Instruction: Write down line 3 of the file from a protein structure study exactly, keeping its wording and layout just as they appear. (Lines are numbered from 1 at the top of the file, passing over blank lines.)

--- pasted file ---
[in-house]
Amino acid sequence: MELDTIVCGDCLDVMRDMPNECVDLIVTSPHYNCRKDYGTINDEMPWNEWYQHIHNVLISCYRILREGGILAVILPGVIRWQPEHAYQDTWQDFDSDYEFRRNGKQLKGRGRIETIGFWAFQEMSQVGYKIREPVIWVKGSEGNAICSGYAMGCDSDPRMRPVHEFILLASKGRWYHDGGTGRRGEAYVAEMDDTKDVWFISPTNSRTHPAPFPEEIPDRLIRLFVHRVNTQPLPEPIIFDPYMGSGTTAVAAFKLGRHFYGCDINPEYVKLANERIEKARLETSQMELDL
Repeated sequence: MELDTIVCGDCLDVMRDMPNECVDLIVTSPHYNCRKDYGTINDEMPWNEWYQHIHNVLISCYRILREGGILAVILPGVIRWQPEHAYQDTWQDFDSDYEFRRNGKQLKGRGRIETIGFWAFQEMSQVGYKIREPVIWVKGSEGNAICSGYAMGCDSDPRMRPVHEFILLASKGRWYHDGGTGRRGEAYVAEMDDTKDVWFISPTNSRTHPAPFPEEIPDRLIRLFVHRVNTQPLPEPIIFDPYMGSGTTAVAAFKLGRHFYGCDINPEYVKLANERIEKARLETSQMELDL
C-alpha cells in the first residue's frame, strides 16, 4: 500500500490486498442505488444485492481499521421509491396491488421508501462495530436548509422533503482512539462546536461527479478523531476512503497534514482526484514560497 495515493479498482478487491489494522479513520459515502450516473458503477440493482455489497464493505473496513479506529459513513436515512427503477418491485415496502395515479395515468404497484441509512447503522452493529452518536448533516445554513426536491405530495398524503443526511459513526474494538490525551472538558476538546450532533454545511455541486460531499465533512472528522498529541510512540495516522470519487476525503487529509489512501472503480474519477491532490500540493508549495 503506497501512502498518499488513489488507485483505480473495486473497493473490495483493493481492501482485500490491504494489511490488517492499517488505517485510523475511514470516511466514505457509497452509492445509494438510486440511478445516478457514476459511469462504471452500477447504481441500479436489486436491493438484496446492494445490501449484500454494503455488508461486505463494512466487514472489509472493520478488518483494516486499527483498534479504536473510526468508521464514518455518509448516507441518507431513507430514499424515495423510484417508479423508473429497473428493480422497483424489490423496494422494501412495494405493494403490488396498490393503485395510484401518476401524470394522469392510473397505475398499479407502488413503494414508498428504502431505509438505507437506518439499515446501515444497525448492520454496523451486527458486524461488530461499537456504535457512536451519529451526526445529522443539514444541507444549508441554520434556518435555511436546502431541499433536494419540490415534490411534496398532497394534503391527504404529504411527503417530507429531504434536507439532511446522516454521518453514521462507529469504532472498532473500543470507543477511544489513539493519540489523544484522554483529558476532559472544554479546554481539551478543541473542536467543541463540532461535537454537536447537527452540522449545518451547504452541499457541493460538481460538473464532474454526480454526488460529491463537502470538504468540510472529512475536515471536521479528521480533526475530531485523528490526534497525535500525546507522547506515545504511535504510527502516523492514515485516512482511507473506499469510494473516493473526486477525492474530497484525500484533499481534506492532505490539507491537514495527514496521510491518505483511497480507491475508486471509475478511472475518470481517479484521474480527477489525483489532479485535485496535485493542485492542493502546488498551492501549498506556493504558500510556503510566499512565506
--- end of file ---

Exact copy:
Repeated sequence: MELDTIVCGDCLDVMRDMPNECVDLIVTSPHYNCRKDYGTINDEMPWNEWYQHIHNVLISCYRILREGGILAVILPGVIRWQPEHAYQDTWQDFDSDYEFRRNGKQLKGRGRIETIGFWAFQEMSQVGYKIREPVIWVKGSEGNAICSGYAMGCDSDPRMRPVHEFILLASKGRWYHDGGTGRRGEAYVAEMDDTKDVWFISPTNSRTHPAPFPEEIPDRLIRLFVHRVNTQPLPEPIIFDPYMGSGTTAVAAFKLGRHFYGCDINPEYVKLANERIEKARLETSQMELDL